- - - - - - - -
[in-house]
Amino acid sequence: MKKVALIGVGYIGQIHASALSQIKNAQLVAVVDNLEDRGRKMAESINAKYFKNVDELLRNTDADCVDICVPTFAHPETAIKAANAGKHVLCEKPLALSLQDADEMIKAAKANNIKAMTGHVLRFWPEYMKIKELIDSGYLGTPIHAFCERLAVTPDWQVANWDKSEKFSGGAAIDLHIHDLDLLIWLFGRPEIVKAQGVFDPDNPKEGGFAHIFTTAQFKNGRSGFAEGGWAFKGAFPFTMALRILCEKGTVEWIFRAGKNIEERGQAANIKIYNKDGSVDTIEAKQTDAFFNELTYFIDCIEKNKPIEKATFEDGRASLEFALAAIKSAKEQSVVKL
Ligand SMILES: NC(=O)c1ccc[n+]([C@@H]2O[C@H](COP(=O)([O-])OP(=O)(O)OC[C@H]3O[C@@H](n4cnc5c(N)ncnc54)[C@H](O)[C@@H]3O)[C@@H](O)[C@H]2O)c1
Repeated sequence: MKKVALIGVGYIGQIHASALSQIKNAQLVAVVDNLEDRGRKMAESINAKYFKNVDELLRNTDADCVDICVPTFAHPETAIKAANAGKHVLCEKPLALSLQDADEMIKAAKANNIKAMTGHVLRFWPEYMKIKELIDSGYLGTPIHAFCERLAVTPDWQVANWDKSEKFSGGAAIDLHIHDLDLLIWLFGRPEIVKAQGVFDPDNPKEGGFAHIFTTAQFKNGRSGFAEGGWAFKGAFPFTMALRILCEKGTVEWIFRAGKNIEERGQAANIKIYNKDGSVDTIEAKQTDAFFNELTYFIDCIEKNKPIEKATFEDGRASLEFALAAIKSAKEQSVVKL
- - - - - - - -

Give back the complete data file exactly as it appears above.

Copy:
[in-house]
Amino acid sequence: MKKVALIGVGYIGQIHASALSQIKNAQLVAVVDNLEDRGRKMAESINAKYFKNVDELLRNTDADCVDICVPTFAHPETAIKAANAGKHVLCEKPLALSLQDADEMIKAAKANNIKAMTGHVLRFWPEYMKIKELIDSGYLGTPIHAFCERLAVTPDWQVANWDKSEKFSGGAAIDLHIHDLDLLIWLFGRPEIVKAQGVFDPDNPKEGGFAHIFTTAQFKNGRSGFAEGGWAFKGAFPFTMALRILCEKGTVEWIFRAGKNIEERGQAANIKIYNKDGSVDTIEAKQTDAFFNELTYFIDCIEKNKPIEKATFEDGRASLEFALAAIKSAKEQSVVKL
Ligand SMILES: NC(=O)c1ccc[n+]([C@@H]2O[C@H](COP(=O)([O-])OP(=O)(O)OC[C@H]3O[C@@H](n4cnc5c(N)ncnc54)[C@H](O)[C@@H]3O)[C@@H](O)[C@H]2O)c1
Repeated sequence: MKKVALIGVGYIGQIHASALSQIKNAQLVAVVDNLEDRGRKMAESINAKYFKNVDELLRNTDADCVDICVPTFAHPETAIKAANAGKHVLCEKPLALSLQDADEMIKAAKANNIKAMTGHVLRFWPEYMKIKELIDSGYLGTPIHAFCERLAVTPDWQVANWDKSEKFSGGAAIDLHIHDLDLLIWLFGRPEIVKAQGVFDPDNPKEGGFAHIFTTAQFKNGRSGFAEGGWAFKGAFPFTMALRILCEKGTVEWIFRAGKNIEERGQAANIKIYNKDGSVDTIEAKQTDAFFNELTYFIDCIEKNKPIEKATFEDGRASLEFALAAIKSAKEQSVVKL